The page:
At sixteen, Ephraim Scott is used to taking care of himself because his single working mother frequently finds solace in a bottle. Still, Eph was shocked to discover his mother unconscious in the kitchen from a drug overdose brought on when she was given news that he was killed in an accident. Puzzled, Eph examined the belongings from the dead boy and among other things, found his missing library card and an unusual coin. A note shows up telling Eph to flip the coin while making a wish. To his astonishment, the coin actually does grant his wishes starting with a better home life and getting the beautiful and intelligent classmate Jena to like him. Excited about these wonderful changes, Eph canít help but reveal the coinís amazing properties to his best friend Nathan who, after a couple demonstrations, is convinced the coin really does have the power to change reality.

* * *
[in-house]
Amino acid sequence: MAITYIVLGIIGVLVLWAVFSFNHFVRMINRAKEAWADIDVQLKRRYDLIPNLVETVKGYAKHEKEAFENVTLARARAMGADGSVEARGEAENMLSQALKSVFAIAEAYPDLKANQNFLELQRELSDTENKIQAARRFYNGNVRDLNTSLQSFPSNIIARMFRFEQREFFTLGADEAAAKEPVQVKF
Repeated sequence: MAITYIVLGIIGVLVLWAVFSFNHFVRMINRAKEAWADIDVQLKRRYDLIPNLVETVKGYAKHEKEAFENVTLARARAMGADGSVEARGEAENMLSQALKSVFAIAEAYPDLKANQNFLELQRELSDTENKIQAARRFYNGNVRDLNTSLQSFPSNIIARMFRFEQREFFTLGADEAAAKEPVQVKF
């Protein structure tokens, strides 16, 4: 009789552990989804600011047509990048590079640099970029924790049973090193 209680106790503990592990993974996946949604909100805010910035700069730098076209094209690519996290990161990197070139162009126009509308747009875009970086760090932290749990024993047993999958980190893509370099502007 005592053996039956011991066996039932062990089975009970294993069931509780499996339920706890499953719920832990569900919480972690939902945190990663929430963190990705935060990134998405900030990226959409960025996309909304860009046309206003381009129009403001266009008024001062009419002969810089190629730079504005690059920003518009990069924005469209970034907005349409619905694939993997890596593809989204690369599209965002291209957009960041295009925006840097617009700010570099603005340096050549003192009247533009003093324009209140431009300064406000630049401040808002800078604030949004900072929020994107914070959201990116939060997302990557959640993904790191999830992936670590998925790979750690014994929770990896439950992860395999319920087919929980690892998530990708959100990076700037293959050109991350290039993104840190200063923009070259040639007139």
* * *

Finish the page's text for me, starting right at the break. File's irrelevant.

Before long, Eph begins seeing far reaching consequences as a result of his wishes, especially as Nathan becomes increasingly obsessed by the coinís power and seeks to use it with dark purpose. Tired of always being an underdog, Nathan sees the coin as a way of becoming a force to be reckoned with and if that means killing, then so be it. Eph and Jena must work together and uncover the coinís secrets while keeping it out of Nathanís possession long enough for Eph to undo the damage and restore the world he knew.
This interesting young adult sci-fi starts out innocently enough before turning into a darker tale of greed, responsibility and choices. The pacing is uneven but easy to overlook given the original storyline that pits the fairy tale element of unlimited wishes against real world consequences. There is a bit of romance along with the typical teenage issues of peer pressure and fitting in to round out the three main characters. Enough questions regarding the coinís origins, its power and whether Ephís solution worked in the long run remain making a sequel probable.